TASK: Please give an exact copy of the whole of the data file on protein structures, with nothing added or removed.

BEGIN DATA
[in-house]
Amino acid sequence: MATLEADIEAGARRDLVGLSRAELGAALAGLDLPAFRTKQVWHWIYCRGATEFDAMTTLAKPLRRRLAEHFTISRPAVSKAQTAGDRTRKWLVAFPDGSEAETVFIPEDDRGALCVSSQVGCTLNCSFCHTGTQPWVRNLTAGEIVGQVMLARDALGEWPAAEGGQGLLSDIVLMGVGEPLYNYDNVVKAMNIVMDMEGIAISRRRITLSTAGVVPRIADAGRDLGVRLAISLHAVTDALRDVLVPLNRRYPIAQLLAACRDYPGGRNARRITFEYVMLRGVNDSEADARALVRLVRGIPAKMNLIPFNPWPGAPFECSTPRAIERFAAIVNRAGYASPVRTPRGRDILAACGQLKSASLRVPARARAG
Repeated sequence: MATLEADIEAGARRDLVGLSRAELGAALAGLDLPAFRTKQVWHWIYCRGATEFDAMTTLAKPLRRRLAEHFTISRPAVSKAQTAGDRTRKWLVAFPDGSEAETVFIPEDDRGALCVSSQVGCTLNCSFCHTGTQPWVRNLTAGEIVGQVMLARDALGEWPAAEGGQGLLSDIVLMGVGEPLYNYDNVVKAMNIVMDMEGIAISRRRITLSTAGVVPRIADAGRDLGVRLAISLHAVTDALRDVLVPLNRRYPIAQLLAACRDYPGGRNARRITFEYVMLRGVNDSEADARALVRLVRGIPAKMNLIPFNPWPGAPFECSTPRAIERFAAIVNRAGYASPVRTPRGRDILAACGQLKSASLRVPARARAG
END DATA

[in-house]
Amino acid sequence: MATLEADIEAGARRDLVGLSRAELGAALAGLDLPAFRTKQVWHWIYCRGATEFDAMTTLAKPLRRRLAEHFTISRPAVSKAQTAGDRTRKWLVAFPDGSEAETVFIPEDDRGALCVSSQVGCTLNCSFCHTGTQPWVRNLTAGEIVGQVMLARDALGEWPAAEGGQGLLSDIVLMGVGEPLYNYDNVVKAMNIVMDMEGIAISRRRITLSTAGVVPRIADAGRDLGVRLAISLHAVTDALRDVLVPLNRRYPIAQLLAACRDYPGGRNARRITFEYVMLRGVNDSEADARALVRLVRGIPAKMNLIPFNPWPGAPFECSTPRAIERFAAIVNRAGYASPVRTPRGRDILAACGQLKSASLRVPARARAG
Repeated sequence: MATLEADIEAGARRDLVGLSRAELGAALAGLDLPAFRTKQVWHWIYCRGATEFDAMTTLAKPLRRRLAEHFTISRPAVSKAQTAGDRTRKWLVAFPDGSEAETVFIPEDDRGALCVSSQVGCTLNCSFCHTGTQPWVRNLTAGEIVGQVMLARDALGEWPAAEGGQGLLSDIVLMGVGEPLYNYDNVVKAMNIVMDMEGIAISRRRITLSTAGVVPRIADAGRDLGVRLAISLHAVTDALRDVLVPLNRRYPIAQLLAACRDYPGGRNARRITFEYVMLRGVNDSEADARALVRLVRGIPAKMNLIPFNPWPGAPFECSTPRAIERFAAIVNRAGYASPVRTPRGRDILAACGQLKSASLRVPARARAG